BEIJING — For six decades, Chinese leaders have tried to put in place a sweeping civil code to explain the law on some of China’s most contentious issues, including property rights, migrant workers, defamation and divorce.
And for six decades, they have failed, stymied by political squabbling and social upheaval, and leaving China with a piecemeal and outdated legal system.
Now, President Xi Jinping is reviving the idea of a national civil code as he seeks to remake China’s justice system. His government has embraced the code as a tool to fight corruption and fickleness in the courts, as well as to formalise state power on issues as varied as free speech and parental responsibility.
“Even while engaging in terrific repression in some respects, there is a desire to show continuing legal progress,” said Professor Jerome Cohen, a New York University expert on Chinese law. “Xi is trying to convince the world that China now can take the lead.”
On Wednesday, the Chinese legislature, a rubber-stamp body of Mr Xi and the ruling Communist Party, took a first step towards adopting a civil code, overwhelmingly approving a set of guiding principles and vowing to finish a complete code by 2020.
But, to succeed, Mr Xi and lawmakers will need to overcome significant ideological divisions within the party, especially on heated issues such as how to handle land disputes.
China’s government often tries to present the image of a unified and efficient bureaucracy marching in step. But the struggle over the civil code is a reminder that it remains divided on a range of ideological and policy issues, complicating the leadership’s efforts to meet rising public expectations.
China’s leaders also face resistance from activists and rights-minded scholars, who dismiss the civil code as nothing more than window dressing and a means for Mr Xi, who has pushed hard-line policies during his more than four years in power, to further restrict free speech in China.
Critics cite as a worrying sign the decision by lawmakers, during the annual meeting of the National People’s Congress this month in Beijing, to make the defamation of Communist heroes and martyrs a civil offence.
“Will other citizens’ rights be protected as well?” asked Professor He Weifang, a law expert at Peking University and a prominent critic of the Communist Party. “This is a really bad move and has violated the basic spirit of civil laws, which champion dignity, personal freedom and equality.”
Still, others have warned that enshrining too many freedoms in the civil code, which hundreds of thousands of judges across the country will use to decide disputes large and small, might risk creating social unrest.
One prominent legal scholar, Liang Huixing of the Chinese Academy of Social Sciences in Beijing, has raised the possibility of revolution if China were to guarantee expansive personal freedoms like property rights and free speech in the civil code, as some lawmakers and scholars have suggested. He has drawn comparisons to the 2014 uprising in Ukraine, warning of the threat posed by “unchecked freedom”.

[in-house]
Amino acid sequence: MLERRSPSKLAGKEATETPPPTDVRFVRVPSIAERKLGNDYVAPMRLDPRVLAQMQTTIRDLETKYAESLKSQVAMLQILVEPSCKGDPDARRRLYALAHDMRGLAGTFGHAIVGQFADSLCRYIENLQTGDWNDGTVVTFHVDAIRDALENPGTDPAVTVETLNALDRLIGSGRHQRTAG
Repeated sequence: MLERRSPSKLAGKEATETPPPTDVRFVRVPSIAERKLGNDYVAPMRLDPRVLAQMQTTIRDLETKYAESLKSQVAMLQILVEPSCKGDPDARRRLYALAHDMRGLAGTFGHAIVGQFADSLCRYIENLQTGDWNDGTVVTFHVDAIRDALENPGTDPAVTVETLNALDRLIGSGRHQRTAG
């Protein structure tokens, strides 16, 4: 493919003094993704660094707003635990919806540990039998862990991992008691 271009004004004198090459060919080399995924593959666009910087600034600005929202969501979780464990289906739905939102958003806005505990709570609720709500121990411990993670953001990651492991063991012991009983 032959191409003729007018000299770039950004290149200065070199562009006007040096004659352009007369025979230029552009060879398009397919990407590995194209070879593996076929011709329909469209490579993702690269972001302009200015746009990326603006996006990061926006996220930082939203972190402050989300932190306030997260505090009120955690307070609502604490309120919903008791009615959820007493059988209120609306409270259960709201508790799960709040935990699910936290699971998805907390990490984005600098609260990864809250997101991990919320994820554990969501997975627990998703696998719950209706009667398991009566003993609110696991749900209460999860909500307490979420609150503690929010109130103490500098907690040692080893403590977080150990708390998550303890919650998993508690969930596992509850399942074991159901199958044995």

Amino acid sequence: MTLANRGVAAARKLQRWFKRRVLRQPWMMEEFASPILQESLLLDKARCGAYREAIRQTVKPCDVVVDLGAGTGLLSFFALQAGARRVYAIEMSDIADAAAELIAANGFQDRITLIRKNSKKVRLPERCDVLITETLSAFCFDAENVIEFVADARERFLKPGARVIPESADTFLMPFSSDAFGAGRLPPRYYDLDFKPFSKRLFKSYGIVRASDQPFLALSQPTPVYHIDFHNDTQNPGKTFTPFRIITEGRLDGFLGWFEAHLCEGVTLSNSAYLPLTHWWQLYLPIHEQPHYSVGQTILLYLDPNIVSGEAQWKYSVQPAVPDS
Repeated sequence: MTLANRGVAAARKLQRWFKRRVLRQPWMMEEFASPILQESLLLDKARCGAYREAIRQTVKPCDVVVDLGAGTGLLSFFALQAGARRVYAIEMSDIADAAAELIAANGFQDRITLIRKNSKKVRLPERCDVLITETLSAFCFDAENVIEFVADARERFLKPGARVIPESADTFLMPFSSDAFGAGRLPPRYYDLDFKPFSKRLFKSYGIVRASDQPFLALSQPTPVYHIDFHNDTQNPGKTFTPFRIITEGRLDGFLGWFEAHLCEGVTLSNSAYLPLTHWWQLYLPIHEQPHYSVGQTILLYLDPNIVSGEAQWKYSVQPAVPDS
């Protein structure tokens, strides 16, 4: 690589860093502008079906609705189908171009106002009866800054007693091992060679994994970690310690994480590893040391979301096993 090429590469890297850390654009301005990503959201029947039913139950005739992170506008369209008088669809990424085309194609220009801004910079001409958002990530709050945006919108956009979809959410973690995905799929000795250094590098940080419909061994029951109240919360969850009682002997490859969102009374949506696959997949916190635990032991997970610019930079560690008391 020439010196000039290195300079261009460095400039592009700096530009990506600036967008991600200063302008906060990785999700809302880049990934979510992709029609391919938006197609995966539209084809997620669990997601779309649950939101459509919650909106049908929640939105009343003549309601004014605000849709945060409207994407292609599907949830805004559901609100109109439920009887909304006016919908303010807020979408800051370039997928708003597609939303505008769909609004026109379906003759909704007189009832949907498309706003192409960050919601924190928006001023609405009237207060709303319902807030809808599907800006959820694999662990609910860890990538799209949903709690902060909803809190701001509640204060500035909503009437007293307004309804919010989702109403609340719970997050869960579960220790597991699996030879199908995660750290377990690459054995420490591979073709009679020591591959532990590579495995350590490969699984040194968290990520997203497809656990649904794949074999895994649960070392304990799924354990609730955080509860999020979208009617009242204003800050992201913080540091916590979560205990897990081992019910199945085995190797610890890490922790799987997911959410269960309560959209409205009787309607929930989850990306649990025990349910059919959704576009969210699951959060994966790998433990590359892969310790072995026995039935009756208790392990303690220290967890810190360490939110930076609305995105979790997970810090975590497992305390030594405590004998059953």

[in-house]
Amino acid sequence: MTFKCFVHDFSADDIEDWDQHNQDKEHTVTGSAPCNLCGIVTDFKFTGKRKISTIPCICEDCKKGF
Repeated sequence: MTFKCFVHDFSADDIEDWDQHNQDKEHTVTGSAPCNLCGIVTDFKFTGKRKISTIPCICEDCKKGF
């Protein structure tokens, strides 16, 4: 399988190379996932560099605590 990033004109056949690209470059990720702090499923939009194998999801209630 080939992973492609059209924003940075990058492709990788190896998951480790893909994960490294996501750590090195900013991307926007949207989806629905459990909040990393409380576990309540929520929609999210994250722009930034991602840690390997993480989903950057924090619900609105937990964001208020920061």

Dr Zhou Guangquan, a lawmaker and a professor at Tsinghua University in Beijing, dismissed concerns that the government was not interested in protecting individual rights. He said it was essential to update China’s civil law, which has its roots in German law and was last significantly revised in the 1980s, before economic and social transformations.
“There are a lot of overlaps and contradictions,” wrote Dr Zhou in an email. “The passing of a civil code will erase these problems.”
Lawmakers say they intend to grapple with a host of issues in the civil code, including whether unborn children should be entitled to inheritance rights. They also say they intend to update laws on property to include virtual possessions, and to protect good Samaritans from punishment if they accidentally injure someone they are helping.
The new rules might also touch on the need to conserve resources, said Prof Zhou, helping resolve issues such as the excess of packaging in popular holiday gifts such as moon cakes.
One of the chief issues is how to resolve land disputes between residents and the government, a continuing source of social unrest. In China, homeowners have rights to their dwelling but not the ground underneath it.
To propel China’s development over the past quarter-century, the government has seized land and demolished homes at a rapid pace, in many cases over the opposition of local residents. In addition, the government parcels out land through 20- to 70-year leases, some of which are soon expiring, fuelling uncertainties in real estate markets.
Some lawmakers and legal scholars have proposed that the civil code should permit Chinese citizens to use land indefinitely.
Previous efforts to pass a civil code failed, but experts said the fact that Mr Xi and the party seem to have embraced the push to draft a code was a sign that the effort is likely to bear fruit this time.
Prof Cohen of NYU said adopting a civil code could help reinforce Mr Xi’s efforts to reassure domestic and foreign investors about the strength of China’s economic and political system.
“It is part of his effort to show how open and ready China is, by providing a legal system in which investors can have confidence,” he said. “Of course, the proof is in the pudding.” THE NEW YORK TIMES